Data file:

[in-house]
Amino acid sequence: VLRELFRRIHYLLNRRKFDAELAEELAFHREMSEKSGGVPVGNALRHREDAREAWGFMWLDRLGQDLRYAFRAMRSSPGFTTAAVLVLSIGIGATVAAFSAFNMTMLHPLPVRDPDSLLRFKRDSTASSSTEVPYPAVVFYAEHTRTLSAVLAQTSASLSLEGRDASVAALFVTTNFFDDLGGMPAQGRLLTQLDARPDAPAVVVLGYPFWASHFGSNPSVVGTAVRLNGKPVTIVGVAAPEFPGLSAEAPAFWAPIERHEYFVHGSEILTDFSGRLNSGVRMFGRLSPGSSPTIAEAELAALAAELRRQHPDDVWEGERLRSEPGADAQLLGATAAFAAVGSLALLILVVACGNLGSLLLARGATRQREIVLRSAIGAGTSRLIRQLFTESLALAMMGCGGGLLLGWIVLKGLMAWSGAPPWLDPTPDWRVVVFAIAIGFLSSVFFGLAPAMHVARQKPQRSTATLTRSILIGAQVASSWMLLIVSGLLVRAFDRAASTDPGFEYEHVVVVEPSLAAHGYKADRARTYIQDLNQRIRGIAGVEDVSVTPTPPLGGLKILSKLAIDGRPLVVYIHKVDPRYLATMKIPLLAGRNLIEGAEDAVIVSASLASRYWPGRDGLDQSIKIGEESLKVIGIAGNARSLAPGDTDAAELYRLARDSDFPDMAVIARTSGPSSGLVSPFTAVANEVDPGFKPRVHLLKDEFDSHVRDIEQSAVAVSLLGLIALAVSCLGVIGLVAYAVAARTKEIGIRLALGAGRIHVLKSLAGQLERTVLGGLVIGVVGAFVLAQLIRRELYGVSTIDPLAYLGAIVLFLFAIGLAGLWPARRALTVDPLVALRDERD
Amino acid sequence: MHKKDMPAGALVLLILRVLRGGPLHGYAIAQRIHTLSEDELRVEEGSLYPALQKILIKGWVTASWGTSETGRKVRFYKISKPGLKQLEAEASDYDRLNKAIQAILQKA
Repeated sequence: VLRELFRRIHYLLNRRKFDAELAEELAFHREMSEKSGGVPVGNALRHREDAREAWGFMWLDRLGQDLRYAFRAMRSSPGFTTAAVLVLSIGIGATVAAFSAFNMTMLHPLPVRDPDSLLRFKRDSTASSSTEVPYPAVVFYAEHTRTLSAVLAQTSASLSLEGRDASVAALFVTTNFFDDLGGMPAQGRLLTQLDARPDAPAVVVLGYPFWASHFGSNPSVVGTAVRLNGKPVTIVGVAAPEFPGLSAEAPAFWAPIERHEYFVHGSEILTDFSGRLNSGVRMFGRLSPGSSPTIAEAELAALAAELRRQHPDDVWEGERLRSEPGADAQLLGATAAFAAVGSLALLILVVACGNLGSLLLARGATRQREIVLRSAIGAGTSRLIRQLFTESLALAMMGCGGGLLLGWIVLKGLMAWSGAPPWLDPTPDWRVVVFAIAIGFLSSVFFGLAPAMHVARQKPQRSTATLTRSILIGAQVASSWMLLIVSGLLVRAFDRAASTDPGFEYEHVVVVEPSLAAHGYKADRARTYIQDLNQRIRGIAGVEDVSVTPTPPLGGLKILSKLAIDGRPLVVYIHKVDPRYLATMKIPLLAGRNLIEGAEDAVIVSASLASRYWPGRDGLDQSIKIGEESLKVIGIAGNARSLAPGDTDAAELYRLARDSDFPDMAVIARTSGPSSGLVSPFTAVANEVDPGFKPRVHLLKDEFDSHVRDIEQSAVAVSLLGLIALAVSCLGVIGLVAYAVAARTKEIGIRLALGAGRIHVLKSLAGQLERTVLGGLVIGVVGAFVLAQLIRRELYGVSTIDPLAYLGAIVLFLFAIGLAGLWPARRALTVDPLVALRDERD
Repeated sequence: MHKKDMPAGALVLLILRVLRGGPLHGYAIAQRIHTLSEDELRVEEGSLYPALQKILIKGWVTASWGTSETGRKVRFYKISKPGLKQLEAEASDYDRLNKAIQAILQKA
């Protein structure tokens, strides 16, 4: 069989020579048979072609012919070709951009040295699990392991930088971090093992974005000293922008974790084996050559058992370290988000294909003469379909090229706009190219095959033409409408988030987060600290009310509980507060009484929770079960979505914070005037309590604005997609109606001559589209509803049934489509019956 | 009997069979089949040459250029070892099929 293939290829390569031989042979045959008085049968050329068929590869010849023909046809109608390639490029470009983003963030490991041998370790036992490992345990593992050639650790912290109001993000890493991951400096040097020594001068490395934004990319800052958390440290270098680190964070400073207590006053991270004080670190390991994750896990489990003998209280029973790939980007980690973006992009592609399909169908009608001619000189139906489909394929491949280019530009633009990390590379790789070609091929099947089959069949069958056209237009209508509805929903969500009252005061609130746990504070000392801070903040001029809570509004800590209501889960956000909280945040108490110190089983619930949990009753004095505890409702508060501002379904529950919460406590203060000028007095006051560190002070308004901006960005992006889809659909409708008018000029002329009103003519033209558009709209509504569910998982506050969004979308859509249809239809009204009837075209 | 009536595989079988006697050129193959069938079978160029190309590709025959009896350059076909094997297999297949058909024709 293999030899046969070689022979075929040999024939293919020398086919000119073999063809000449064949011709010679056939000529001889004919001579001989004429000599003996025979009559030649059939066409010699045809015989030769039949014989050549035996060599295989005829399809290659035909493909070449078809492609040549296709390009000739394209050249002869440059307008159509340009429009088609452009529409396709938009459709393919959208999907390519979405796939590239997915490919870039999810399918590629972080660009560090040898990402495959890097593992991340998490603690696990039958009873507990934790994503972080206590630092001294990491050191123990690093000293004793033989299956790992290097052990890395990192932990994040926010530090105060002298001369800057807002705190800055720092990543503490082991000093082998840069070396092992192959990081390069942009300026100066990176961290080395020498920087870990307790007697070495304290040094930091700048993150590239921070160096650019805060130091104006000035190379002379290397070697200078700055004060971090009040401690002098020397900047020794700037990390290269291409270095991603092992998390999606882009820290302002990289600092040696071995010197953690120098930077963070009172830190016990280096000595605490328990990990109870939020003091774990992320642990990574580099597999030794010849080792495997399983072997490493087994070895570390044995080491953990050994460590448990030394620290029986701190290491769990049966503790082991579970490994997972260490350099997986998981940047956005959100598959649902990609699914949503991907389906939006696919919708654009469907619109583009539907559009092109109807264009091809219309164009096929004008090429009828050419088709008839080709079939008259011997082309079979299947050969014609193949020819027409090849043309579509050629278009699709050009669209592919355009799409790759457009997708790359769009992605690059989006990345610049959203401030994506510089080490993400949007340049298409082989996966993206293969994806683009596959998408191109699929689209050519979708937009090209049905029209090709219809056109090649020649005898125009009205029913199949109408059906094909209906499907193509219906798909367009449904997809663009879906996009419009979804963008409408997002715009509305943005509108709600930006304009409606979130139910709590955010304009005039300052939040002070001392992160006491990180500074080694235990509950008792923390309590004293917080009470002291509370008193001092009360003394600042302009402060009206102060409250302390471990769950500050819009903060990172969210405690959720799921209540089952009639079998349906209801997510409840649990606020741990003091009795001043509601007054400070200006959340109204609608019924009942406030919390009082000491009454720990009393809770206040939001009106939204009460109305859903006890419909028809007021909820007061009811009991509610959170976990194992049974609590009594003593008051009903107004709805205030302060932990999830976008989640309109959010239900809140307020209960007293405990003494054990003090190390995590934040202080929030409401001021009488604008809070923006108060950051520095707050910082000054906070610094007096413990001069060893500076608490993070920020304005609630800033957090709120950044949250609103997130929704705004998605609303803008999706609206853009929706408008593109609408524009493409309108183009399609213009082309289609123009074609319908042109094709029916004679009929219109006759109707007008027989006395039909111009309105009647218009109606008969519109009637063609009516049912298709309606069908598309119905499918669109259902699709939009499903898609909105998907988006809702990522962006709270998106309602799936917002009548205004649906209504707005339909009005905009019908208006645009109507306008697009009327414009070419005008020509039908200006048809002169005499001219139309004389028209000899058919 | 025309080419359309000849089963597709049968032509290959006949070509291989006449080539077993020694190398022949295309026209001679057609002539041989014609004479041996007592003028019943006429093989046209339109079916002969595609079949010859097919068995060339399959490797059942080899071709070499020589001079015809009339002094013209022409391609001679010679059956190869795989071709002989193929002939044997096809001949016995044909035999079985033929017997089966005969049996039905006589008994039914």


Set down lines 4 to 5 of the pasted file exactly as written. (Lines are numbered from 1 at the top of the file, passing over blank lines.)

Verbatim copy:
Repeated sequence: VLRELFRRIHYLLNRRKFDAELAEELAFHREMSEKSGGVPVGNALRHREDAREAWGFMWLDRLGQDLRYAFRAMRSSPGFTTAAVLVLSIGIGATVAAFSAFNMTMLHPLPVRDPDSLLRFKRDSTASSSTEVPYPAVVFYAEHTRTLSAVLAQTSASLSLEGRDASVAALFVTTNFFDDLGGMPAQGRLLTQLDARPDAPAVVVLGYPFWASHFGSNPSVVGTAVRLNGKPVTIVGVAAPEFPGLSAEAPAFWAPIERHEYFVHGSEILTDFSGRLNSGVRMFGRLSPGSSPTIAEAELAALAAELRRQHPDDVWEGERLRSEPGADAQLLGATAAFAAVGSLALLILVVACGNLGSLLLARGATRQREIVLRSAIGAGTSRLIRQLFTESLALAMMGCGGGLLLGWIVLKGLMAWSGAPPWLDPTPDWRVVVFAIAIGFLSSVFFGLAPAMHVARQKPQRSTATLTRSILIGAQVASSWMLLIVSGLLVRAFDRAASTDPGFEYEHVVVVEPSLAAHGYKADRARTYIQDLNQRIRGIAGVEDVSVTPTPPLGGLKILSKLAIDGRPLVVYIHKVDPRYLATMKIPLLAGRNLIEGAEDAVIVSASLASRYWPGRDGLDQSIKIGEESLKVIGIAGNARSLAPGDTDAAELYRLARDSDFPDMAVIARTSGPSSGLVSPFTAVANEVDPGFKPRVHLLKDEFDSHVRDIEQSAVAVSLLGLIALAVSCLGVIGLVAYAVAARTKEIGIRLALGAGRIHVLKSLAGQLERTVLGGLVIGVVGAFVLAQLIRRELYGVSTIDPLAYLGAIVLFLFAIGLAGLWPARRALTVDPLVALRDERD
Repeated sequence: MHKKDMPAGALVLLILRVLRGGPLHGYAIAQRIHTLSEDELRVEEGSLYPALQKILIKGWVTASWGTSETGRKVRFYKISKPGLKQLEAEASDYDRLNKAIQAILQKA